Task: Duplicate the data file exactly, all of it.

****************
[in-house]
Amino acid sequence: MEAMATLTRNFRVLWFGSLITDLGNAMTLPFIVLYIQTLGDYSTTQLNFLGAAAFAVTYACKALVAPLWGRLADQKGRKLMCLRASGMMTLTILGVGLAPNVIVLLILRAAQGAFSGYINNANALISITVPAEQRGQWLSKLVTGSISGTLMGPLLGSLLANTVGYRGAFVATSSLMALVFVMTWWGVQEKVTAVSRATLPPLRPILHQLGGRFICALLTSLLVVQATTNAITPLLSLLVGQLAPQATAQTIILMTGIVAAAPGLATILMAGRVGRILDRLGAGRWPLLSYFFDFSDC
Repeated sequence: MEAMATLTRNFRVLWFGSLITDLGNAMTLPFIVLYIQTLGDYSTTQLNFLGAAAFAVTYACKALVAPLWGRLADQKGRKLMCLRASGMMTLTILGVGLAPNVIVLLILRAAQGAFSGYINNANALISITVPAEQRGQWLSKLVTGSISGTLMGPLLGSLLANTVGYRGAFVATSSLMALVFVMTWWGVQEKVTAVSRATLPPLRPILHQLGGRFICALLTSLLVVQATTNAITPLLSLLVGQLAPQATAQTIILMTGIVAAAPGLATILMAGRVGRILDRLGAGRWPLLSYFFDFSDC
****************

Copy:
[in-house]
Amino acid sequence: MEAMATLTRNFRVLWFGSLITDLGNAMTLPFIVLYIQTLGDYSTTQLNFLGAAAFAVTYACKALVAPLWGRLADQKGRKLMCLRASGMMTLTILGVGLAPNVIVLLILRAAQGAFSGYINNANALISITVPAEQRGQWLSKLVTGSISGTLMGPLLGSLLANTVGYRGAFVATSSLMALVFVMTWWGVQEKVTAVSRATLPPLRPILHQLGGRFICALLTSLLVVQATTNAITPLLSLLVGQLAPQATAQTIILMTGIVAAAPGLATILMAGRVGRILDRLGAGRWPLLSYFFDFSDC
Repeated sequence: MEAMATLTRNFRVLWFGSLITDLGNAMTLPFIVLYIQTLGDYSTTQLNFLGAAAFAVTYACKALVAPLWGRLADQKGRKLMCLRASGMMTLTILGVGLAPNVIVLLILRAAQGAFSGYINNANALISITVPAEQRGQWLSKLVTGSISGTLMGPLLGSLLANTVGYRGAFVATSSLMALVFVMTWWGVQEKVTAVSRATLPPLRPILHQLGGRFICALLTSLLVVQATTNAITPLLSLLVGQLAPQATAQTIILMTGIVAAAPGLATILMAGRVGRILDRLGAGRWPLLSYFFDFSDC